New study shows that the Reworking of trade deals with China is not just a luxury, but now a necessity

The beginning of the end for America’s middle class began during the late 1990’s and is now on life support following eight years of Barack Obama as head of the country.  And in that time the one nation who has benefited the most from NAFTA and GATT is the one with the largest rising middle class in the world.


Yet coupled with this decline in high paying jobs because of corporations offshoring labor, another demographic has piled on to these devastated former industrial and manufacturing workers as the layoffs that took place following the 2008 financial crisis have allowed women in the U.S. to surpass men in being employed as of 2009.

With the recession on the brink of becoming the longest in the postwar era, a milestone may be at hand: Women are poised to surpass men on the nation’s payrolls, taking the majority for the first time in American history.

The reason has less to do with gender equality than with where the ax is falling.

The proportion of women who are working has changed very little since the recession started. But a full 82 percent of the job losses have befallen men, who are heavily represented in distressed industries like manufacturing and construction. Women tend to be employed in areas like education and health care, which are less sensitive to economic ups and downs, and in jobs that allow more time for child care and other domestic work. – NY Times

So the question to ask then is what are the ramifications of these trend shifts to heads of households who by nature are driven to be the breadwinners for their families and communities?

The answer lies in a new study published by Federal Reserve economist Justin Pierce and Peter Schott of Yale University where the decline in decent paying jobs in several industries because of offshoring has proven to be hazardous to the mental and physical well being of male workers in America.

New research has found a connection between rising mortality among middle-aged white American men and increased trade with China.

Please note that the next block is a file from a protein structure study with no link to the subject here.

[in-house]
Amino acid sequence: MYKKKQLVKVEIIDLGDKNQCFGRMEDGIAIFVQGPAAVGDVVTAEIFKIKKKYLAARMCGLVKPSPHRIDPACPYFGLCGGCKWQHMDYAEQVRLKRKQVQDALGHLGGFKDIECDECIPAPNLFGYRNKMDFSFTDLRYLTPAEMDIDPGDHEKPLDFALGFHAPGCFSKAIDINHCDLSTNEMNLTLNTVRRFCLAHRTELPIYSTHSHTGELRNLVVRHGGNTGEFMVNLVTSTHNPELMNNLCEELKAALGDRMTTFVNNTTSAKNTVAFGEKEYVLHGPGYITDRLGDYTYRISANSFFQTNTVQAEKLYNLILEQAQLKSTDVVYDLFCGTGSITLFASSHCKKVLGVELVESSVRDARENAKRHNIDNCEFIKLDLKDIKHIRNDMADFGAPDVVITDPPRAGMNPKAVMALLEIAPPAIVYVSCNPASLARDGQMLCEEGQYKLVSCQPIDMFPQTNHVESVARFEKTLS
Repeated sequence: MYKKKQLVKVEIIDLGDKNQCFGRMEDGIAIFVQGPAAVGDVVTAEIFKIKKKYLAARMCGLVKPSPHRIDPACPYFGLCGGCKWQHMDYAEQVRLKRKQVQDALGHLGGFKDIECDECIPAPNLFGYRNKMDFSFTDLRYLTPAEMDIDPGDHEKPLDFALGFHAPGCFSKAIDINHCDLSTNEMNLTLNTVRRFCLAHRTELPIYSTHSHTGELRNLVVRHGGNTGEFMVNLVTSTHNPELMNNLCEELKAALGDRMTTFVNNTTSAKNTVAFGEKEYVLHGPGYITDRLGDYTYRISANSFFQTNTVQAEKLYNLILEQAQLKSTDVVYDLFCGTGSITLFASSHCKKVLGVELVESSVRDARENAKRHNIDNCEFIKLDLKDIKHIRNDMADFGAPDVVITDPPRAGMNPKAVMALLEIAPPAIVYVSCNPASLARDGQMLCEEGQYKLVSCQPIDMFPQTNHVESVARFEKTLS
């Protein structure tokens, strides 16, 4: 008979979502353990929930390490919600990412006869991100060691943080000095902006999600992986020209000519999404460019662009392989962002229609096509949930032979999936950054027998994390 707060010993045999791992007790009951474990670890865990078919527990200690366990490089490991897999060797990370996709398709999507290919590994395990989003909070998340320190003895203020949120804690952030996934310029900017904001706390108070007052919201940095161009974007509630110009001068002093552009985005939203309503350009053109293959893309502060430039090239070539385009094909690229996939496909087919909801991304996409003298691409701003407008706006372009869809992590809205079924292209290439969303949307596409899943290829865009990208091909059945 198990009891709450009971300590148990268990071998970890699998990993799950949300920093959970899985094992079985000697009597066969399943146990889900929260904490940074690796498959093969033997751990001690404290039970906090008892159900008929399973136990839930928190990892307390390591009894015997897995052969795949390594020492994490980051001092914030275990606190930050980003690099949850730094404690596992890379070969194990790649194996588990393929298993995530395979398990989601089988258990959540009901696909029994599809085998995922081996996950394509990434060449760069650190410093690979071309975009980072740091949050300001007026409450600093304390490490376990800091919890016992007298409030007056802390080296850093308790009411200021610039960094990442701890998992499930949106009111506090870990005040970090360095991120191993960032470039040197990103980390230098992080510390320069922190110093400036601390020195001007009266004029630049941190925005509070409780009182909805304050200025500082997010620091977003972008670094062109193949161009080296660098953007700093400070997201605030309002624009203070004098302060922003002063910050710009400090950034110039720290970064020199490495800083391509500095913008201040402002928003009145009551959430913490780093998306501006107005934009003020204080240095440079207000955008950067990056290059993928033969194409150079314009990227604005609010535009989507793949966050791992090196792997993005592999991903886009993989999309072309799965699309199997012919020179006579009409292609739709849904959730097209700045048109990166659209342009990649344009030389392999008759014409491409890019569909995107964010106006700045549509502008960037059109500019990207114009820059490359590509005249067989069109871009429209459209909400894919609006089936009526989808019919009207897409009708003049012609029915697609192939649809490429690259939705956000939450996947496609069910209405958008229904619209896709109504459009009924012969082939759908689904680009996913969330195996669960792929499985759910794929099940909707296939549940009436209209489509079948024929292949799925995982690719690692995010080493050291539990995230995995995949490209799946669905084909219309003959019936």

According to Federal Reserve economist Justin Pierce and Peter Schott of Yale University, a significant shift in the structure of the US economy may have become fatal for many workers in the country.

The study shows a “statistically significant relative increase in suicide and poisoning …concentrated among white males” from 2000 when President Clinton and Republican lawmakers allowed a major increase in imports from China.

Statistics showed that since then Chinese imports to the US have surged around five-fold to $483 billion last year.

The government’s change in policy led to competition with Chinese manufacturing which forced US factories to close. Many of those who had been laid off fell into depression or addiction.

“I’m in favor of free trade, but I’m also someone who believes that we should be honest about the consequences,” Schott said. “It doesn’t benefit everyone equally.”

Pierce and Schott examined records of deaths compiled by the Centers for Disease Control and Prevention. They found that even the areas with average levels of trade competition with China saw suicide increases of 3.5 percent and a 24 percent growth in the numbers of overdoses. – Russia Today

This type of phenomenon is actually not new to America, and occurred en masse just 80 years ago where over one million men who were laid off from their jobs during the Great Depression simply walked away from the families and became homeless vagabonds without any hope or inspiration to overcome their circumstances.

Image result for great depression men riding the rails

The Great Depression changed the family in several ways. Many couples delayed marriage, and divorce rates and birth rates dropped. Some men also abandoned their families; a 1940 poll revealed that 1.5 million married women were abandoned by their husbands. – Feinstein, Stephen. 2006. The 1930s: From the Great Depression to the Wizard of Oz. Revised Ed. Berkeley Heights, NJ: Enslow Publishers, Inc.

As we enter into a period of untenable debt, trade deficits close to $700 billion per year, and over 80% of all new jobs created since 2008 being either part-time, or low wage, it should come as no surprise that workers who have spent nearly a decade falling behind in building any type of future would see their lives cut short from stress or addiction, and it makes the President-Elect’s promise to rework our current trade deals no longer a luxury for Algonquin Round Tables, but a necessity to save a generation of workers who are quickly giving up on the rest of their lives.

Kenneth Schortgen Jr is a writer for The Daily Economist,, and Viral Liberty, and hosts the popular youtube podcast on Mondays, Wednesdays and Fridays. Ken can also be heard Wednesday afternoons giving an weekly economic report on the Angel Clark radio show.